Related: How To Go From Marathon To Ultramarathon


#4: Tapering For A 100K

Tapering is the age-old marathon training technique of letting your training peak 2 – 4 weeks before your race and gradually backing off. It means you’ve given yourself plenty of time for recovery and preparation for race day.

Tapering minimizes the risk of injury prior to the race and means you should arrive at the start line in the best possible condition with recovered muscles and mind.

However, you’ll often find that it’s harder to apply such a rigid structure to ultra-marathon training. Many seasoned ultra-runners barely taper at all – they might just relax a bit more in the week leading up to the event.

Therefore, your taper length should be determined by how well-conditioned your body is. If you’ve only been distance running for a few months, having a 2-4 week taper before your 100K is worth it.  

This means doing your longest training run in the weeks before the race, then gradually reducing the level of training as race day approaches.

100k training plan, guide, preparation, race to the stones

#5: Pick An Achievable 100K Race

If you’re looking for your first 100K race, do your research and find one that is relatively flat, in a comfortable climate, and well-supported with aid stations and volunteers.

Don’t start by adding things like heat, humidity, or hyenas. That race through the jungle/desert/lava flow will be there next year!

The last thing you want to do is commit to a huge race and DNF because you weren’t prepared enough—this will just discourage you from going again.

“it’s not a sprint marathon, it’s an marathon ultra-marathon

#6: Rate Of Perceived Exertion During The Race

If you have to push yourself in the first 30-40km of a 100K, you’re going too fast. 

It’s natural that as you get fatigued, your body stiffens and tires and you have to force through a bit of pain – but this is different from just standard exertion. 

Your training should have got you to the stage where you can run at a comfortable pace for hours with little strain. I generally stick to a comfortable three out of ten for rate of perceived exertion when running a challenging ultra.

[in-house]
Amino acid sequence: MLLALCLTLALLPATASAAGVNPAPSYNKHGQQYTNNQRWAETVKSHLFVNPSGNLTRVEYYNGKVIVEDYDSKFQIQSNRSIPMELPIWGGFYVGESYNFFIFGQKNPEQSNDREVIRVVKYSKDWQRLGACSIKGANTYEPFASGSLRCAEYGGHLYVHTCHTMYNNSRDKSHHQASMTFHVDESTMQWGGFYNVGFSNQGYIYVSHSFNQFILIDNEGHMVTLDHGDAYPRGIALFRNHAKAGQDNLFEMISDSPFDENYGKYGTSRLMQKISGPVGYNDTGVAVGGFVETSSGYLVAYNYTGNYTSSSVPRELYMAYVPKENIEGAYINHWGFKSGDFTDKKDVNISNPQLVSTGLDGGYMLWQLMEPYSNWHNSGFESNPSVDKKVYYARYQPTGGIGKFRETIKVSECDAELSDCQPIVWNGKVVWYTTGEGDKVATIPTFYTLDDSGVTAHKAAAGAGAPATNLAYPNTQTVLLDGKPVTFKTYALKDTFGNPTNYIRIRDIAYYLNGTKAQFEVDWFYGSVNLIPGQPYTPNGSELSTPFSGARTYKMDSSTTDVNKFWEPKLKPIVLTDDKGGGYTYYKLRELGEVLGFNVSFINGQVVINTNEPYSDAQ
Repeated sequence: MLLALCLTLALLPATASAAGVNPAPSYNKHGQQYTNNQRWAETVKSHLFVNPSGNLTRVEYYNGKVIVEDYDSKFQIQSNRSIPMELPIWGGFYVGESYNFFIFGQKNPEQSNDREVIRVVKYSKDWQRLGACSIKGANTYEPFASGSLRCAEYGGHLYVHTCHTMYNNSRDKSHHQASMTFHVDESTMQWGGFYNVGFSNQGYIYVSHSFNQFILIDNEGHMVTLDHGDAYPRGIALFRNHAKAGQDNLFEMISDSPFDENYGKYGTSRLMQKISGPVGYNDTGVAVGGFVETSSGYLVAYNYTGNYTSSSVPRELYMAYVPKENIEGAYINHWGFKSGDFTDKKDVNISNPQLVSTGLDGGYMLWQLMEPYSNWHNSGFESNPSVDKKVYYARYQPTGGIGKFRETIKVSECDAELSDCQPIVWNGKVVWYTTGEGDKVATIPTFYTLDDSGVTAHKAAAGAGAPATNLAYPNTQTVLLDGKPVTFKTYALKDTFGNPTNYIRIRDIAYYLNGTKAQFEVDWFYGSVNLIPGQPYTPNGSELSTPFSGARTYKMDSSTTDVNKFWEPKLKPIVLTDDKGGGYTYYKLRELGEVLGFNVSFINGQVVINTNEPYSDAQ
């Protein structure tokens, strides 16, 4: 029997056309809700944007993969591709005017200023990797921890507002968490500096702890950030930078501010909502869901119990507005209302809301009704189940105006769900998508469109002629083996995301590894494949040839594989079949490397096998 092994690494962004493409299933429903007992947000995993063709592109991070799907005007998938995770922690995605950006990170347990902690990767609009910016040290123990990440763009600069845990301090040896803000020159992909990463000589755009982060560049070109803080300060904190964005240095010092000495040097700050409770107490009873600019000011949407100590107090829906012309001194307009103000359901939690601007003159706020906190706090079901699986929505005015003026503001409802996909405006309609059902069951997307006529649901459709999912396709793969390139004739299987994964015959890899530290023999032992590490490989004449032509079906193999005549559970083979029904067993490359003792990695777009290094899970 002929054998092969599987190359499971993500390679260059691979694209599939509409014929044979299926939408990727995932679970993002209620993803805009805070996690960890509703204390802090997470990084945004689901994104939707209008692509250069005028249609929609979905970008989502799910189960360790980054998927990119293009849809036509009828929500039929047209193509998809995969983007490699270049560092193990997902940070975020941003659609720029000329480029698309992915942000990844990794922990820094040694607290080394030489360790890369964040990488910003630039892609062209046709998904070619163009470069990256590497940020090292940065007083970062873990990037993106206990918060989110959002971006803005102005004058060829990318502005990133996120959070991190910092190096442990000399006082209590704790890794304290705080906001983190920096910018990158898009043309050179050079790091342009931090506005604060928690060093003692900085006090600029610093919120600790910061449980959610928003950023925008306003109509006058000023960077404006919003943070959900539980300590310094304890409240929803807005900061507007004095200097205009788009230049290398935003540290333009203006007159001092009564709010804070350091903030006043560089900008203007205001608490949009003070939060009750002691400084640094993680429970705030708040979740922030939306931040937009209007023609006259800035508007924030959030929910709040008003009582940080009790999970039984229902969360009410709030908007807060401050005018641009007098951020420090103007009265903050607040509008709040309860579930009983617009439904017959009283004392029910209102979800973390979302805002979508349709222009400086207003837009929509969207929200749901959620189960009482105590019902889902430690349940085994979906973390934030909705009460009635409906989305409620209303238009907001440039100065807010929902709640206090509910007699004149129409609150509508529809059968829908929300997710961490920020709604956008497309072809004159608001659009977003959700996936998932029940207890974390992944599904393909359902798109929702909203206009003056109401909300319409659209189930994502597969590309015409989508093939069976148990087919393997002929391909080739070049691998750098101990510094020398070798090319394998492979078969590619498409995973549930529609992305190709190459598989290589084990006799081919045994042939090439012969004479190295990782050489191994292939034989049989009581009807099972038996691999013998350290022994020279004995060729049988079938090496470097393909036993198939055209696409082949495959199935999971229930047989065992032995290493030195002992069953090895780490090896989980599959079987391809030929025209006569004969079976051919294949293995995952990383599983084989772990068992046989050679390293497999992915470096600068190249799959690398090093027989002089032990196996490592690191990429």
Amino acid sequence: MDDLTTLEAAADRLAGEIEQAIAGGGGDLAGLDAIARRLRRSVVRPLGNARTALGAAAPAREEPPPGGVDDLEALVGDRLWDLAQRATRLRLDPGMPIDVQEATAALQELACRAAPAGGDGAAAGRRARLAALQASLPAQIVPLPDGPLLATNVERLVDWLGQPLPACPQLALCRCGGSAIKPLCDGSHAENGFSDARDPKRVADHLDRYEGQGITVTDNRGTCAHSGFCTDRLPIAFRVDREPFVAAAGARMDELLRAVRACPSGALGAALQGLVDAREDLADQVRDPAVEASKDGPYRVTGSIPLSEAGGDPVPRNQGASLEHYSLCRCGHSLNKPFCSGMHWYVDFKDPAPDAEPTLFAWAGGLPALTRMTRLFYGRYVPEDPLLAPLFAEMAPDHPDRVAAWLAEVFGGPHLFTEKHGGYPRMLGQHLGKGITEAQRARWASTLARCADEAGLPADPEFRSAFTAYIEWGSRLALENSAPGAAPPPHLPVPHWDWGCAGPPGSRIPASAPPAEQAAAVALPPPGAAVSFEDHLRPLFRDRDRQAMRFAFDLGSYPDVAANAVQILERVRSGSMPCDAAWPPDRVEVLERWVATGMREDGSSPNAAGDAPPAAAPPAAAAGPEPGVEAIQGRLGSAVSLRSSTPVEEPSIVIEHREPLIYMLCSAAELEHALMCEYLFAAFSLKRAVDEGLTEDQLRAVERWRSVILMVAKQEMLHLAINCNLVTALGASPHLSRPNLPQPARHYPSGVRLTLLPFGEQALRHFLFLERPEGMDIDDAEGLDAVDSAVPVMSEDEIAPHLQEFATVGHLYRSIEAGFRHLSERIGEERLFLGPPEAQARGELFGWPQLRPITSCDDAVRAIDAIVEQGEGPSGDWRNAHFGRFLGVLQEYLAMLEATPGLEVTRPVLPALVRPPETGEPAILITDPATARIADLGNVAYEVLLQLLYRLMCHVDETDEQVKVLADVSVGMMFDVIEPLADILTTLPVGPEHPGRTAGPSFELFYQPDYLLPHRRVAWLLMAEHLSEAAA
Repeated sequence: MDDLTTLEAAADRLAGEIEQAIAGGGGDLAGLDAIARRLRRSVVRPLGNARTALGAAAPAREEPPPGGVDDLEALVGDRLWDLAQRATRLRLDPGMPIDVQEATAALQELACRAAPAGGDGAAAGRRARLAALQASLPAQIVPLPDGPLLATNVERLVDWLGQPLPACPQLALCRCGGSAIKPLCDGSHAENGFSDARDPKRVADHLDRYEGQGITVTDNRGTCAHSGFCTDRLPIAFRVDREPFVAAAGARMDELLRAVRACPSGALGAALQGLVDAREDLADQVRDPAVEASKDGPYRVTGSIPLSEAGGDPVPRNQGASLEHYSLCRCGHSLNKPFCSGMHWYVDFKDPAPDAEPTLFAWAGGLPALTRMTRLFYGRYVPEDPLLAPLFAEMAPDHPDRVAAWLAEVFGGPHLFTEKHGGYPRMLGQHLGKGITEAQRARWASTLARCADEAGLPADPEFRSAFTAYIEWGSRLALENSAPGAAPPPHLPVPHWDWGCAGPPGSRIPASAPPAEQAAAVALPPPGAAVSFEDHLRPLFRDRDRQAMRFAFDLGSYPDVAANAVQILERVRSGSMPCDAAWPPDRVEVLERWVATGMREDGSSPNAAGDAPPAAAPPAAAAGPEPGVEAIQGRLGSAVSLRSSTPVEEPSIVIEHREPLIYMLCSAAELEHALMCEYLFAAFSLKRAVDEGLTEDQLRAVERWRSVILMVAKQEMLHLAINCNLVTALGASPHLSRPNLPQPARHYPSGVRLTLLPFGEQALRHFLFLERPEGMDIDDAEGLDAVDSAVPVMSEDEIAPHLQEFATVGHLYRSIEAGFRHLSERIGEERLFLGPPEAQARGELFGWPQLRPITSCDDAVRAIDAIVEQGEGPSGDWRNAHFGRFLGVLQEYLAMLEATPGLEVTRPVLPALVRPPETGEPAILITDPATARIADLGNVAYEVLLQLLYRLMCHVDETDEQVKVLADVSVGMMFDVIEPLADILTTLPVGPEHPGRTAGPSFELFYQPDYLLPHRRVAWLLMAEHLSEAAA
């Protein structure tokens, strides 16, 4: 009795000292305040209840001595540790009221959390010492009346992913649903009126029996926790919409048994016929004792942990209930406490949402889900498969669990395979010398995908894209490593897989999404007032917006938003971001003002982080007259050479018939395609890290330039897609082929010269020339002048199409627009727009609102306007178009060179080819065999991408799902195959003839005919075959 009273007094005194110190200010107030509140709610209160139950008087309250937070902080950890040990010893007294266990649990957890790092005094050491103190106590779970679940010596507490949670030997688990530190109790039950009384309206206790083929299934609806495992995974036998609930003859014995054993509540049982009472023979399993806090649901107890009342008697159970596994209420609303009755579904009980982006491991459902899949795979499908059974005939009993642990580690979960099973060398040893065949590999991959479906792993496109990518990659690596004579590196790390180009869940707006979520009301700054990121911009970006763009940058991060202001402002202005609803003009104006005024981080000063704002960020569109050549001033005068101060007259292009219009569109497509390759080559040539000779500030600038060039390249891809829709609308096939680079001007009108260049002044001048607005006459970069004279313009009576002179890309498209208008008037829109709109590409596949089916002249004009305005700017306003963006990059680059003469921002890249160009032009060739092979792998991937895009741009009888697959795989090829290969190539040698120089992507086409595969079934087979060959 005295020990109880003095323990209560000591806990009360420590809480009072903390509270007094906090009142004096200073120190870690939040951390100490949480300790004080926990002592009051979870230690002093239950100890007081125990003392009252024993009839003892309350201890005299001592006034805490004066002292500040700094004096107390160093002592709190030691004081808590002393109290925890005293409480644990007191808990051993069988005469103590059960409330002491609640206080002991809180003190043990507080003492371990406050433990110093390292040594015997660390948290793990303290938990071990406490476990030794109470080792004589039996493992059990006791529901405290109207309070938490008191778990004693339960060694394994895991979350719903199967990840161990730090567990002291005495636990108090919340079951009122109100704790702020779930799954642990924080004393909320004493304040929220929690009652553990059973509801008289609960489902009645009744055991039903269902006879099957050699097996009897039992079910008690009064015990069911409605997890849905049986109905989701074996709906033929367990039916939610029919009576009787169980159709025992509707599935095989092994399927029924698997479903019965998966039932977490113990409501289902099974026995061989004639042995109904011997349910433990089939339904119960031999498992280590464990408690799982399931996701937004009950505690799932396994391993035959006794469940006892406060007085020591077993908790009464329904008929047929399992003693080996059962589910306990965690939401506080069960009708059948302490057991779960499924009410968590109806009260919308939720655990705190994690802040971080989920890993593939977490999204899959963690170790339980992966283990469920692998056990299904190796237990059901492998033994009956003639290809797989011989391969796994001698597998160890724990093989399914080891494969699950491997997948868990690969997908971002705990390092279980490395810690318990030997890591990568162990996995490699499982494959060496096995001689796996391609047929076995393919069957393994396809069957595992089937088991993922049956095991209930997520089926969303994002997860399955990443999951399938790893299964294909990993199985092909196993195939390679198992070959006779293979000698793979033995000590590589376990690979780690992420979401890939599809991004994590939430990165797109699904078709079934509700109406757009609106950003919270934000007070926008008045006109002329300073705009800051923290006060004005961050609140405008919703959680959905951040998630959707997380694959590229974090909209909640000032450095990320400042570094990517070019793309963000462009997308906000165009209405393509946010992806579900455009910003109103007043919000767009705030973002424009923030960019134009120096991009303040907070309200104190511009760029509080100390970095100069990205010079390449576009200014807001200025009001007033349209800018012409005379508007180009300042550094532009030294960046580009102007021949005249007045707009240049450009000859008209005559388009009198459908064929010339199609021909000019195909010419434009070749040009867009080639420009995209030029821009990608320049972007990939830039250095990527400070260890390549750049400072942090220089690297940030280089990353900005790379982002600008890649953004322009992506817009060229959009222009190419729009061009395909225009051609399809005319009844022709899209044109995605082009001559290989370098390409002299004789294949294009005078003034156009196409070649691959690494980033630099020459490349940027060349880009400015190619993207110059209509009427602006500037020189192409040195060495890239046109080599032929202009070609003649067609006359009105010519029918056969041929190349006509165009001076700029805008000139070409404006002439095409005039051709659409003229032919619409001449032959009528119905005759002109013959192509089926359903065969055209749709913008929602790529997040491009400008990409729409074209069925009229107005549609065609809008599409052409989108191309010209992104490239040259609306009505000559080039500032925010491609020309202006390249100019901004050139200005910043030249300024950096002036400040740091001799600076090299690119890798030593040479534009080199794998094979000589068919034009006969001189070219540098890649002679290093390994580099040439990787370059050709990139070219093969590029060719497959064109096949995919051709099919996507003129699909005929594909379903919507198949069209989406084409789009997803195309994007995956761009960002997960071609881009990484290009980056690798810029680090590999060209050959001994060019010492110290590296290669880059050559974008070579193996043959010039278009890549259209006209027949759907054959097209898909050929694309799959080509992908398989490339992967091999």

After all, I just want to survive and get to that finish line, not win!

During shorter races like half marathons, you can push your body beyond this comfortable pace, but in 100K races, if you feel yourself going too hard, you have to dial it back, or you put yourself at risk for burnout.

Always remember how far you have left to go and how your body feels.

Related: Ultramarathon Nutrition Guide: What to eat before, during, after an Ultra


#7: Pacing and Splits for 100k 

The ideal 100K run is arguably one that has even splits (a consistent pace throughout). 

As races get longer, it becomes harder to regulate a steady pace – especially when venturing into untouched territory regarding mileage. Your legs get tired and begin to cramp, your energy levels sag, and you can easily lose focus psychologically.

Therefore, run at a pace you feel comfortable with —it should be a pace you feel is very achievable. Much like the 4-hour mark in a marathon, the 12-hour mark is a nice ‘benchmark’ for 100K runners.

But – don’t get sucked in by trying to meet other people’s ideas of expectations.  Run your own race, have a pace and target finish time in mind before you begin, and be ready to adapt. Anything can happen in an ultra, so be ready to solve whatever the race throws at you.

#8: Get a GPS Watch That Will Go The Distance

Most GPS devices have an 8-10hr battery life—simply not enough for your 100K (unless you’re breaking the course record). Though more expensive than normal sports watches, some GPS watches are specifically designed for long-distance events.

I’ve researched the best ones on the market right now – click here for my recommendations (I keep this page up to date with the latest models).

My current weapon of choice is the Coros Apex (here’s my review).

#9: Our Free, Downloadable 100K Ultramarathon Training Plans

I offer three different 100k ultramarathon training plans, based on your ability and goals: Just Finish, Improve, and Compete. Here’s a quick description of each profile, and links below to access the training plans!

100k ultramarathon training plan - just finish